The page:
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Bellator Fighting Championships will make its pay-per-view debut on Nov. 2 -- and it will do so featuring a light heavyweight bout between two former champions in the UFC, Quinton Jackson and Tito Ortiz.
The event will be at Long Beach Arena in Southern California.
|Tito Ortiz, left, will make his return to the cage, one year after retiring from MMA, to face Quinton Jackson on Nov. 2.|
"To have two of the biggest names in MMA headline our first PPV is awesome," Bellator CEO Bjorn Rebney said in a statement.
"Rampage vs. Tito is a fight I've wanted to see for years and to have it as our main event on our first PPV is a spectacular next step in Bellator's evolution."
The news broke during Wednesday's live broadcast of Bellator 97 on Spike TV. Both Jackson and Ortiz were on hand for the announcement.
Jackson (32-11) finished out his contract with the UFC in January. He went on to sign a deal with Bellator this summer, which also allows him to appear on Spike TV's professional wrestling promotion, TNA Wrestling.
The 35-year-old exited the UFC on a three-fight losing streak but promised he is more motivated than ever after cutting ties with the promotion.
"I've found my love for MMA again," Jackson said. "Now I'm with a reputable company that knows how to treat its fighters."
Jackson joined the UFC in 2007 when Zuffa, parent company of the UFC, purchased his contract and others from World Fighting Alliance. He fought for the promotion a total of 12 times, amassing a 7-5 record. He won the UFC light heavyweight title in his second appearance in May 2007, knocking out Chuck Liddell in the first round.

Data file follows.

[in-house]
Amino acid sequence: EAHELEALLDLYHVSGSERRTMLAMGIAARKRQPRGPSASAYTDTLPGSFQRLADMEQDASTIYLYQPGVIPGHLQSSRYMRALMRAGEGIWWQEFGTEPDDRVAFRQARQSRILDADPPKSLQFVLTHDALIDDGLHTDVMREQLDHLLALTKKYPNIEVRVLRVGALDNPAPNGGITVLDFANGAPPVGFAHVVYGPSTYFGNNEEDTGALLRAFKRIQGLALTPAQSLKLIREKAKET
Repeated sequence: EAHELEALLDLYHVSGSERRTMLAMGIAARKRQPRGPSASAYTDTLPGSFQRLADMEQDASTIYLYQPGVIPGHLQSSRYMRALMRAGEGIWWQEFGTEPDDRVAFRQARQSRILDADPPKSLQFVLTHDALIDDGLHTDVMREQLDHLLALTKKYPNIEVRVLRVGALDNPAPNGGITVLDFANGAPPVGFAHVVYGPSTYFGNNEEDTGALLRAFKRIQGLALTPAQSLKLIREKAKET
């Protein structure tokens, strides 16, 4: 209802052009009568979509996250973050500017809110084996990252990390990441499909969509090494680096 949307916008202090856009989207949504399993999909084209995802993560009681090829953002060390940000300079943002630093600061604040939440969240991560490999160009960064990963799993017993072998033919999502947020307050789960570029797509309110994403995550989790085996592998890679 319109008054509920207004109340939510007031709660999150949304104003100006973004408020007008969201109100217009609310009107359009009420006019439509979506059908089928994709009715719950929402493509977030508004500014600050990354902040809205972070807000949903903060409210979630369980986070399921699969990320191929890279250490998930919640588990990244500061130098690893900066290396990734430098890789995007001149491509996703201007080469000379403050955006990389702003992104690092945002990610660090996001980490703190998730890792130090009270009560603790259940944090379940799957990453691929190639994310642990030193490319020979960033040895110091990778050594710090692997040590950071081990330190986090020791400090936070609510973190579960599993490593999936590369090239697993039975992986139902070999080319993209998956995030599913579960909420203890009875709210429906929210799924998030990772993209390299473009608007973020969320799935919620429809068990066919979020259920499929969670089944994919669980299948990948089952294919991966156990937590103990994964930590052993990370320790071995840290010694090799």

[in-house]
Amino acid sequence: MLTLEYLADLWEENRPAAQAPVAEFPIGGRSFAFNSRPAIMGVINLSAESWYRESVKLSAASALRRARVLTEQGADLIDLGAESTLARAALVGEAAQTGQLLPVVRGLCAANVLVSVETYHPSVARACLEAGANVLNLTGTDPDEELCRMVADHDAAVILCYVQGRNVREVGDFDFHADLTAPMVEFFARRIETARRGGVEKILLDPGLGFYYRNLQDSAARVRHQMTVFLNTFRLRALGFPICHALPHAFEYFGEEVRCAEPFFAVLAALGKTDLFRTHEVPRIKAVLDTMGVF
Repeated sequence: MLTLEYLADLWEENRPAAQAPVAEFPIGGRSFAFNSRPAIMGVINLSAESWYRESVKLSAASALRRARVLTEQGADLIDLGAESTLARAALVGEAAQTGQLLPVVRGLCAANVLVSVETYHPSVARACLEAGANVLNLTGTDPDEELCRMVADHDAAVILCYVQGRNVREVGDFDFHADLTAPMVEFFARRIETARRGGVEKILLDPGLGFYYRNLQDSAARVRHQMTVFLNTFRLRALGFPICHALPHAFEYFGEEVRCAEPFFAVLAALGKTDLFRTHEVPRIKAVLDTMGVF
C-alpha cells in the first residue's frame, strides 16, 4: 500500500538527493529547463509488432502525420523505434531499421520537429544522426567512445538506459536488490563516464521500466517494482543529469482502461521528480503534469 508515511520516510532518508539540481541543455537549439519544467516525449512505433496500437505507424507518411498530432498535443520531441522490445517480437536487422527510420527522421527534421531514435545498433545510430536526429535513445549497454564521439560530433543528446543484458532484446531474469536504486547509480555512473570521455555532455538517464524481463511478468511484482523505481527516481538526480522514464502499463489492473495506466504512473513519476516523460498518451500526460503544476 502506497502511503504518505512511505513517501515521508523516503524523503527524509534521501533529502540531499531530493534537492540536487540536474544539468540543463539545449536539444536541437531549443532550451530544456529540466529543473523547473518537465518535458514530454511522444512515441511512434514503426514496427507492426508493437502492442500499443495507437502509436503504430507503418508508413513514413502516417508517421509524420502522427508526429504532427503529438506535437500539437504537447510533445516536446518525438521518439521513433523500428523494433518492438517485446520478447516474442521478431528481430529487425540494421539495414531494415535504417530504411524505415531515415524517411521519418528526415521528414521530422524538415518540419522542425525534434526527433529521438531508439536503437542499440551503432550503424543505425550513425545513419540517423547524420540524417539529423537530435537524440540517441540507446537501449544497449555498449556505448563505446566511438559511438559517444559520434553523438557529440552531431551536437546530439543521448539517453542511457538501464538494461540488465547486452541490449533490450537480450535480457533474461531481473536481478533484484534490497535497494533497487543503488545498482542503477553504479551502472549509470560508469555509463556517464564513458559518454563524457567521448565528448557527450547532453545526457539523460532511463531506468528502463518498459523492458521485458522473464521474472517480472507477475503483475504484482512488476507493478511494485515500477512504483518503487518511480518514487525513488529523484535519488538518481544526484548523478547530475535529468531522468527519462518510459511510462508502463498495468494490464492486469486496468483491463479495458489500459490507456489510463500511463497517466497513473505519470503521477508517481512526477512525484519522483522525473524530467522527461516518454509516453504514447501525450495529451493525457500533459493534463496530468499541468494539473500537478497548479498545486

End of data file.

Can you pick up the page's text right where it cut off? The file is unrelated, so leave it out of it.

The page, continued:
Ortiz (16-11-1) announces his return to the cage one year after retiring from the sport following a unanimous decision loss to Forrest Griffin at UFC 148. Ortiz has endured a 1-7-1 record in his past nine fights dating back to December 2006.
"I'm back," Ortiz said in a released statement. "Over the last few years, my passion for MMA was completely killed, dealing with UFC politics and [UFC president] Dana [White]. I didn't have that drive to compete. My heart wasn't in it.
"I feel like a huge weight has been lifted off my shoulders. I'm free. Bjorn and Bellator put together an opportunity that made me part of the promotion, part of the family."
Ortiz, 38, made his professional fighting debut at UFC 13 in May 1997. Three years later, he was crowned the light heavyweight champion at UFC 25 following a unanimous decision over Wanderlei Silva.
Based out of Huntington Beach, Calif., Ortiz fought for the UFC 27 times in his professional career, the most of any fighter in the promotion's near 20-year history.